No other segment of the transportation system is expected to survive on just a portion of the revenue it generates.
As county engineer for Tazewell County and past president of the Illinois Association of County Engineers (IACE), I have been very active for the past 15 years in IACE research and studies on the cost of maintaining local roads in Illinois, as well as the available funding.
IACE is composed of licensed professional engineers representing all 102 counties in Illinois. Among their responsibilities are the management of all aspects of the county highway system, as well as technical assistance and oversight of IDOT-administered state and federal funding on the township and road district road system. We are therefore responsible for applying funding towards the maintenance of more than 60 percent of the public road mileage in Illinois—and are both uniquely qualified and highly familiar with the maintenance needs and available revenue sources. We are obligated as licensed professional engineers to hold paramount the public health, safety and welfare, and to issue public statements only in an objective and truthful manner.
We enjoy a seamless network of public roads in Illinois. Generations before us struggled to build and improve the interstates, federal and state highways, county highways, municipal streets, and township and road district roads that make up this network. Motorists are generally unaware of where the maintenance responsibility for a road changes from one entity to another as they travel this vast and seamless network. That is the way it should be, and when properly maintained, that is the way it is.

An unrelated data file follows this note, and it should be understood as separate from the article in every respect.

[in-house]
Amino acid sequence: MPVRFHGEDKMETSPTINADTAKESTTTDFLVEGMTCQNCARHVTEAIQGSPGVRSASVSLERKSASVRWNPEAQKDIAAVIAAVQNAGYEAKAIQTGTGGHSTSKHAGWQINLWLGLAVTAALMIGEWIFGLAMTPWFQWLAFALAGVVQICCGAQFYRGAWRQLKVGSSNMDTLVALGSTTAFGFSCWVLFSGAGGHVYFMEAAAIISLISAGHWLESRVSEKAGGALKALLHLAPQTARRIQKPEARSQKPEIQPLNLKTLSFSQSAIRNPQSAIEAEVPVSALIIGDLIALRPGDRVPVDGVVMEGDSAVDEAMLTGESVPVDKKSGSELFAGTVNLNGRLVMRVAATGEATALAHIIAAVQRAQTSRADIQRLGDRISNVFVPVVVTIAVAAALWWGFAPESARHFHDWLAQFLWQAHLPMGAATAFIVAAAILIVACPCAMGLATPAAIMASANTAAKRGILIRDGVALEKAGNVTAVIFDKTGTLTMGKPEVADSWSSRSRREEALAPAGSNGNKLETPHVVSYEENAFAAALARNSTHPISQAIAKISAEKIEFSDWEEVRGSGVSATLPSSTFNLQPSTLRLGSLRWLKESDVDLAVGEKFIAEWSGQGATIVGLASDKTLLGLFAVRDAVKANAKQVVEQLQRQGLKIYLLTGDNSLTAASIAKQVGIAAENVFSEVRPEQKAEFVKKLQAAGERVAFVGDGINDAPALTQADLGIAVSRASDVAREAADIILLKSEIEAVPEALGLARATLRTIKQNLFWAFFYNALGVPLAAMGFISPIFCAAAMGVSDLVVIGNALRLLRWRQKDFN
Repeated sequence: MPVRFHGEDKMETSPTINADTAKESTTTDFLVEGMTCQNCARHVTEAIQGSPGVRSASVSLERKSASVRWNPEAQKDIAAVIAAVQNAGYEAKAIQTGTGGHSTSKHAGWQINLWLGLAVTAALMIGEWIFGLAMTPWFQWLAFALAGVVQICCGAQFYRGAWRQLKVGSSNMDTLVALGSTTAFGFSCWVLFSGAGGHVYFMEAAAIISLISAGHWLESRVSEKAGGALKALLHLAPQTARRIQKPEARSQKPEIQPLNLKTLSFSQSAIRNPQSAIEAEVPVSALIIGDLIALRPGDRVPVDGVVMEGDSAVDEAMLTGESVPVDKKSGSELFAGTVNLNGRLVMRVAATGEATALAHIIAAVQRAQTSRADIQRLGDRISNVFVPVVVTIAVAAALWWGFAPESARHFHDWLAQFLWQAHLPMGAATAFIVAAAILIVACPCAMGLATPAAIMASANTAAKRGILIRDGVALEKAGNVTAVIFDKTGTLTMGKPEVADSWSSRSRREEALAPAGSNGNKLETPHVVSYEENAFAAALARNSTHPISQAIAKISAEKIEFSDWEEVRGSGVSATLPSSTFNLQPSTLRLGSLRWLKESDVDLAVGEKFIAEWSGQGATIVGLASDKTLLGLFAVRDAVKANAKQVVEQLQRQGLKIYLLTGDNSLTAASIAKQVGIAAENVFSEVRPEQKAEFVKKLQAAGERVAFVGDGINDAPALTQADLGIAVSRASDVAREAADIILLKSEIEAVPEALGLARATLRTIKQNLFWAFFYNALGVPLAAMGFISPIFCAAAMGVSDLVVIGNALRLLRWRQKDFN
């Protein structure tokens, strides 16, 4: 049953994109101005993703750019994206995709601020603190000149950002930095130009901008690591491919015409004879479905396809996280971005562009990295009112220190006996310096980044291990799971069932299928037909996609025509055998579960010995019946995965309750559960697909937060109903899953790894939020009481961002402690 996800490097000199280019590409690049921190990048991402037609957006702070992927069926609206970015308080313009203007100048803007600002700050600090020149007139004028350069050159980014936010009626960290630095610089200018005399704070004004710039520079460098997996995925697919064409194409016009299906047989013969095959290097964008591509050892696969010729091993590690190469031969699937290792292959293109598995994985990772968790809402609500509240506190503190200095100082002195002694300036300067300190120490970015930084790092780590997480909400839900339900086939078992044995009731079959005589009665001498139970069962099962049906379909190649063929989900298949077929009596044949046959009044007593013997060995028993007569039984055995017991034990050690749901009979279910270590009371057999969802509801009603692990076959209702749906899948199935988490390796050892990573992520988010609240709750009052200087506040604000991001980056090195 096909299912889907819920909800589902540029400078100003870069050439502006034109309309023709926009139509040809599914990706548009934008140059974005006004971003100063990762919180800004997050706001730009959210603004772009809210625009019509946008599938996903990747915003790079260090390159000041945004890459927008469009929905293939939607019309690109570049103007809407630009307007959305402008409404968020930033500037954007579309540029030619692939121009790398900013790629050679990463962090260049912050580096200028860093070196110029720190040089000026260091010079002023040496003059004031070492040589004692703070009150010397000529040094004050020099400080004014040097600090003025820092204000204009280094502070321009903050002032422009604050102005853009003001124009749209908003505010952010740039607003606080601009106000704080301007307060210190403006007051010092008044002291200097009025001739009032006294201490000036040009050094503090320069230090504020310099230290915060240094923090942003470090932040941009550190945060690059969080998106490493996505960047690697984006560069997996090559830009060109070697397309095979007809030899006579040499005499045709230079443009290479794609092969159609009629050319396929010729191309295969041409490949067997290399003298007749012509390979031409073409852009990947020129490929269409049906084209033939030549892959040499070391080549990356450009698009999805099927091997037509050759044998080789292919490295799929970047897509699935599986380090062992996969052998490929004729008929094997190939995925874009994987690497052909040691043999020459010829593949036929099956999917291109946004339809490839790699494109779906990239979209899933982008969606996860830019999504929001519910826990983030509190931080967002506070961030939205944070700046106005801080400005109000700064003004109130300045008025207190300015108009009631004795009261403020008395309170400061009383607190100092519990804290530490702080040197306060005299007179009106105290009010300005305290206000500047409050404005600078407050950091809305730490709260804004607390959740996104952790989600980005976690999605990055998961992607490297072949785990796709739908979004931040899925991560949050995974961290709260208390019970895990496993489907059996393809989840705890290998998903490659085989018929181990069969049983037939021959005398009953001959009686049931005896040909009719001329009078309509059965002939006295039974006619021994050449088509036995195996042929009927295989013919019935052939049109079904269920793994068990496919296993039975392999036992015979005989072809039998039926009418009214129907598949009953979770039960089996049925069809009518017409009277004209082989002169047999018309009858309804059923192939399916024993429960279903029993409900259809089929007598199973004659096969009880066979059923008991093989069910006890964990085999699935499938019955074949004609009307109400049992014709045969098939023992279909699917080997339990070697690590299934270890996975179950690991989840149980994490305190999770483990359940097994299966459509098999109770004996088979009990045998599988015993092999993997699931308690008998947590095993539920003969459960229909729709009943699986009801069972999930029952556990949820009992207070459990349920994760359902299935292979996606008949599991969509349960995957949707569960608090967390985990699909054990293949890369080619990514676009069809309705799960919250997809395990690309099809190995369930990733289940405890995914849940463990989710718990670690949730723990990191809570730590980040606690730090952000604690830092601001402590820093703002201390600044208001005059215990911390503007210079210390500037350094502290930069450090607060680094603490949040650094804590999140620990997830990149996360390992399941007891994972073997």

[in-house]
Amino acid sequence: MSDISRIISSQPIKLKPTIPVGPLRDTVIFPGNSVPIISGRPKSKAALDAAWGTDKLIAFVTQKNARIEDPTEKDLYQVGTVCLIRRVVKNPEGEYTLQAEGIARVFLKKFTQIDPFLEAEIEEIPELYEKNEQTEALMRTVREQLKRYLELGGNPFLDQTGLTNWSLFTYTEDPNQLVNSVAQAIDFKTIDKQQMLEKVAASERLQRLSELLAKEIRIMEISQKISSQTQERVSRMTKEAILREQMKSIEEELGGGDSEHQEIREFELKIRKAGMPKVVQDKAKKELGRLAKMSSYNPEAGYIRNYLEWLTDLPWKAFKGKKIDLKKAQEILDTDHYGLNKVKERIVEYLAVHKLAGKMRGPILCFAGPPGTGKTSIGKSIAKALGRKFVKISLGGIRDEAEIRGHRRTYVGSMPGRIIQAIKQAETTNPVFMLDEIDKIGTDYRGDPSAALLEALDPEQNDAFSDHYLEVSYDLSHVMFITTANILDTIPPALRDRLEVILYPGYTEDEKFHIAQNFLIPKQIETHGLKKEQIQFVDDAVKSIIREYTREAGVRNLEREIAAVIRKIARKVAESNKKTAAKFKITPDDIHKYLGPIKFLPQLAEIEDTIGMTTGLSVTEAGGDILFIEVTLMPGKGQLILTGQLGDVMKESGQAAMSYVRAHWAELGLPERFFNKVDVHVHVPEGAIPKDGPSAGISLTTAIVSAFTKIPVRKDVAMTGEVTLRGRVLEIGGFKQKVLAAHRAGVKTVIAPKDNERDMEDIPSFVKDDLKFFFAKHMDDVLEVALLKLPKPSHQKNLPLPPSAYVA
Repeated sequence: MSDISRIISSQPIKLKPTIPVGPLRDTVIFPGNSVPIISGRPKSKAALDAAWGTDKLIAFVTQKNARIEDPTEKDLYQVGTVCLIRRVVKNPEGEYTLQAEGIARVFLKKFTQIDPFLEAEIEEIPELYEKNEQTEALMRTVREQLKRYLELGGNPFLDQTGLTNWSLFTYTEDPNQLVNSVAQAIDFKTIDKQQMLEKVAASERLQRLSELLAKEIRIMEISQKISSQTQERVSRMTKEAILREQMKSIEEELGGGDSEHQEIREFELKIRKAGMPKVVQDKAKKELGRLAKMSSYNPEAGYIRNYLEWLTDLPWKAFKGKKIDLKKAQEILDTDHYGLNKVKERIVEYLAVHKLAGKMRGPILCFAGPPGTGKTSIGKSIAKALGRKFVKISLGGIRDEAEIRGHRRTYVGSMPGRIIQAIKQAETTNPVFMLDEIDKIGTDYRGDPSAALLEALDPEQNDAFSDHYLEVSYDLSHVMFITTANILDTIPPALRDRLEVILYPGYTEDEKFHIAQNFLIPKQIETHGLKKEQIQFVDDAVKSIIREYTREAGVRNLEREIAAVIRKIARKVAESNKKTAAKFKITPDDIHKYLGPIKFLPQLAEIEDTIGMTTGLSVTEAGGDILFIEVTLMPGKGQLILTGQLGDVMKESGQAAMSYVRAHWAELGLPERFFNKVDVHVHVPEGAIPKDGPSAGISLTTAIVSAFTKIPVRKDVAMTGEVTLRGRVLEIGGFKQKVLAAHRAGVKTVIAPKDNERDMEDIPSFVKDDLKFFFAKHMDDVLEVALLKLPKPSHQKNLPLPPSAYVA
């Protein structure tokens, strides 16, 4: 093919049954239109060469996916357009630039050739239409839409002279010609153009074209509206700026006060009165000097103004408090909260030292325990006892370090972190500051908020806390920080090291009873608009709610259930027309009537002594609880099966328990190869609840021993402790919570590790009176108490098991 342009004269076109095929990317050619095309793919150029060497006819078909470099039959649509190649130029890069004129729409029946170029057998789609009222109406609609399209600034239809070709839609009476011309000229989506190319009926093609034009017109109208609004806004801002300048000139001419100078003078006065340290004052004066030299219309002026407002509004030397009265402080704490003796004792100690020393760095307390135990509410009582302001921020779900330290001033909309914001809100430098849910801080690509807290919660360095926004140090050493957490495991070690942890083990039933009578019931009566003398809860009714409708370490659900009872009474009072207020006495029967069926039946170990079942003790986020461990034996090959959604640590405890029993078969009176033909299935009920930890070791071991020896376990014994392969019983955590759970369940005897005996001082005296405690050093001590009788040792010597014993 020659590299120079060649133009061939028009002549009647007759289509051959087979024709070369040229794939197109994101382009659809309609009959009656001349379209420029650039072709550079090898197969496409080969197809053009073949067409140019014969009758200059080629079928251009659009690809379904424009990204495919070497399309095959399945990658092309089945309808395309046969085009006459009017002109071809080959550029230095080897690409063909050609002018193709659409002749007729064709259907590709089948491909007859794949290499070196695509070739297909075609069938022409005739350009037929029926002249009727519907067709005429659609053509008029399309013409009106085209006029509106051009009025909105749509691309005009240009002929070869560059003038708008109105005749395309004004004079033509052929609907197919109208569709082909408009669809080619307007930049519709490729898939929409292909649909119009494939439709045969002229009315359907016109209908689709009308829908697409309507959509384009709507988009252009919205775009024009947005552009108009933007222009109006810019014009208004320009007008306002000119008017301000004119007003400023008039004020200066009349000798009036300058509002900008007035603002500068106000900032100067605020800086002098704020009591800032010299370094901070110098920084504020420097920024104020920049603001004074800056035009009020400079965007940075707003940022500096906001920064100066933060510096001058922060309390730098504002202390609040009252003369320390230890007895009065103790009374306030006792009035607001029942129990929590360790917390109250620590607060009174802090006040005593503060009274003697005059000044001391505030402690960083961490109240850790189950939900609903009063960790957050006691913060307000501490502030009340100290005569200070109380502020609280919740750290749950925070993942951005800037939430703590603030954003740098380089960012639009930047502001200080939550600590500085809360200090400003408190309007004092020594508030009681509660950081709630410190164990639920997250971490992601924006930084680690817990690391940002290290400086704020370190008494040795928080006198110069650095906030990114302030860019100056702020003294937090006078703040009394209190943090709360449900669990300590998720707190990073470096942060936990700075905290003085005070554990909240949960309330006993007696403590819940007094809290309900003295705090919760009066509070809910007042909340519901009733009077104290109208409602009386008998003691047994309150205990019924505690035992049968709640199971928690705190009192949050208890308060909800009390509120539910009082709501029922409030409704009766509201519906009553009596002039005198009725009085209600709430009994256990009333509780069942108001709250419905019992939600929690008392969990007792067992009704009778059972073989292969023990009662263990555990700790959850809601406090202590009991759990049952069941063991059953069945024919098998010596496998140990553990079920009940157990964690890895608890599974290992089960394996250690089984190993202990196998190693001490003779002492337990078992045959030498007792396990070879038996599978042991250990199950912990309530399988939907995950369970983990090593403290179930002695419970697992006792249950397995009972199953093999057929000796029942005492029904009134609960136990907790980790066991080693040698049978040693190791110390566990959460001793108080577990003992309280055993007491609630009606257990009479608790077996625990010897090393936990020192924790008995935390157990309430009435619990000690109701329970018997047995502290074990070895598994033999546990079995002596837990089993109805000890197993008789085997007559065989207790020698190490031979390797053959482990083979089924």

Two major factors, however, have taken away our ability to maintain that seamless nature of our public road system: 1) the shift away from an equitable reinvestment of the highway user fees generated by local roads; and 2) historic increases in the cost of basic maintenance of the local road system.
Local roads make up 89 percent of the public road mileage in Illinois, consisting of county highways, municipal streets, and township or road district roads. The maintenance of any road system, including local roads, is highly dependent on reinvestment of the fees collected from the traffic it carries, which is why they are called highway user fees. In Illinois, the state collects the highway user fees paid by motorists operating on all public roads and distributes a portion through formula back to all local roads for reinvestment.
This arrangement was created as a revenue-sharing mechanism. But a gradual shift has occurred away from distributing an equitable share of these highway user fees back to local roads—and more recently, this shift has accelerated.
Local roads currently and historically carry 40 percent of statewide traffic, thereby generating 40 percent of these highway user fee revenues. More than $3.25 billion in motor fuel tax and motor vehicle highway user fees were collected by the State of Illinois in 2016. Local roads carried 39.5 percent of the statewide traffic that year, yet received back from the state only $690.7 million—just 21.2 percent of those highway user fees, and $21.5 million below the amount they received in 2000. The shortfall between the state-collected highway user fees paid by traffic upon local roads versus what was returned to reinvest in local roads was $596.2 million. That is an insurmountable burden for local governments.